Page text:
Former California State Librarian Kevin Starr, who produced rich social, cultural and political histories that chronicled the origins and rapid transformation of the Golden State, has died. He was 76.
Starr, a professor at USC, died of a heart attack Saturday at a hospital in San Francisco, according to his wife of 53 years, Sheila Starr.
Starr captured the state’s rise in influence, and its singular hold on the public imagination, in “Americans and the California Dream,” a sweeping series of books that start with the Gold Rush and go on to focus on the Progressive Era, the 1920s, the Great Depression and other distinct chapters of California’s past.
Throughout his work, Starr celebrated the state’s creativity, its innovation and openness to ideas. And he demonstrated a familiarity with a vast range of topics central to the state’s development and its image of itself: architecture, agriculture, literature, water infrastructure and the entertainment industry, among others.
“He was the greatest historian Los Angeles and California ever had and ever will have,” said former Los Angeles Mayor Richard Riordan, who hosts a book club that counted Starr as one of its original members.
A fourth-generation San Franciscan, Starr graduated from the University of San Francisco in 1962 and went on to earn his PhD in American literature seven years later at Harvard University. At one point, he wrote a daily column for the San Francisco Examiner. He became a professor of history and policy, planning and development at USC.
“California has lost its eminent biographer,” said USC Provost Michael Quick. “And we have lost one of our most valuable and trusted professors. The history of California could not be written without him both as a scholar and as the California state librarian. Our students were lucky to have had him in the classroom and as a memorable lecturer.”
Starr became state librarian in 1994 and retired from the post a decade later. He was named state librarian emeritus by Gov. Arnold Schwarzenegger.
Starr was born Sept. 3, 1940, in San Francisco. At 6, he and his younger brother were sent to Albertina Orphanage in Ukiah — more than 100 miles north of San Francisco — after his parents divorced and his mother suffered a nervous breakdown.
His mother eventually brought her two sons back to live in the Portrero Hill housing project in San Francisco, where he recalled the family living on a monthly welfare check of $130.
To “emancipate” himself from the hardscrabble upbringing, as he often said, he worked two newspaper delivery routes — a job that took him across Fog City. He also credited the Catholic Church’s strong educational mission. He attended St. Boniface School in the Tenderloin district before enrolling in the Jesuit-run University of San Francisco.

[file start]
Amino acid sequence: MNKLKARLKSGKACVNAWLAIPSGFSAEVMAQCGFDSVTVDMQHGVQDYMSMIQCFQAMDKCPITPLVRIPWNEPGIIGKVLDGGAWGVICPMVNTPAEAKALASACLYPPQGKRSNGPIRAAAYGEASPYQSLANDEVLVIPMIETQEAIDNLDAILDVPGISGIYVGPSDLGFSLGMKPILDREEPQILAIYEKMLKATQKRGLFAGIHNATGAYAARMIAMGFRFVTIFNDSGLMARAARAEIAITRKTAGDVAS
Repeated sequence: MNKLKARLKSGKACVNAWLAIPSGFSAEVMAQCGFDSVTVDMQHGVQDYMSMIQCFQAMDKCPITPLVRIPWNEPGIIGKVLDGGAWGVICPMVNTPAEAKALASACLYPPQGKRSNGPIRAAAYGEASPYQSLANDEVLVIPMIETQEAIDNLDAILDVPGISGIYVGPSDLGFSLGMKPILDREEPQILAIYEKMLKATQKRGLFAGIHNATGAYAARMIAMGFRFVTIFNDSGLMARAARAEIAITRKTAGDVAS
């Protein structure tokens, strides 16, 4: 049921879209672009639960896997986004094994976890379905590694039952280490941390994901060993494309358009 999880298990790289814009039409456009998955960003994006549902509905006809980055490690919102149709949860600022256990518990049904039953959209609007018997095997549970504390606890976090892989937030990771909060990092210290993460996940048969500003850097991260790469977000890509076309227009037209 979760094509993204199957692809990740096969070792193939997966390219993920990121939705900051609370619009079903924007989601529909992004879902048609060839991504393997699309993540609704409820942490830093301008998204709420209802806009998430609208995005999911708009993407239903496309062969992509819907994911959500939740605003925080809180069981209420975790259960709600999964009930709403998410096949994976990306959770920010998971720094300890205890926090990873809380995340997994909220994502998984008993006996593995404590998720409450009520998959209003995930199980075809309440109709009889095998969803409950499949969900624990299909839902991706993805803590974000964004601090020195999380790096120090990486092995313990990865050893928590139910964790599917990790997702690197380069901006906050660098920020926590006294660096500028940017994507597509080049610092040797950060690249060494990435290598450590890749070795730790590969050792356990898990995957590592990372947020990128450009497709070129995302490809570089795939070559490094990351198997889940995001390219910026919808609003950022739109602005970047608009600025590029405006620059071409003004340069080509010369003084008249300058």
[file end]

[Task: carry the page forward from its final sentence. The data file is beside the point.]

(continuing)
After serving two years in the Army, Starr attended Harvard University on a fellowship, and his time at Harvard — where he eventually earned his doctorate — nurtured his desire to tell of California’s history. He recalled one turning point while browsing at Harvard’s vast Widener Library.
“Suddenly it dawned on me. I thought, ‘There's all kinds of wonderful books on California, but they don't seem to have the point of view we're encouraged to look at — the social drama of the imagination,’” Starr told The Times. For his thesis, he started on the first volume of what became an eight-part series on California history.
Starr eventually left Cambridge and returned to San Francisco, becoming an aide to Mayor Joseph Alioto. He attended library school at UC Berkeley and became the city’s librarian. He also taught at UC Berkeley, UC Riverside and finally at USC.
Starr viewed California as a special place and celebrated it like no other author, said journalist Peter Schrag, author of “Paradise Lost: California’s Experience, America’s Future.” But his upbeat outlook on the state was tested in later decades, as California leaders confronted growing poverty and inequality.
“I think he began to have doubts later in his career, as things got more complicated and more difficult, but he never lost his enthusiasm,” Schrag said. “He was saying, ‘I see the challenging things, but I’m not going to join the crowd of naysayers.’”
That message can be seen in one of Starr’s later books, “Coast of Dreams,” which looked at the years 1990 to 2003 — a period when the state struggled to recover from earthquakes, riots and a steep economic downturn. In the introduction to that book, Starr said it would be “seductive” to view California as a failed experiment.
“But if I succumbed to to this temptation, I would not be seeing the full truth about California and its people,” he wrote.
More recently, he wrote of the Golden Gate Bridge — which he dubbed both a work of art and a triumph of engineering — and he charted the history of Roman Catholics in the colonial settlement of North America.
Starr is survived by his wife, Sheila Starr; two daughters, Jessica Starr and Marian Starr Imperatore; and seven grandchildren.
“He loved life, and he lived life in a beautiful and grand way — to the fullest,” Jessica Starr said. “We’re sorry he is no longer with us. He was taken too soon.”
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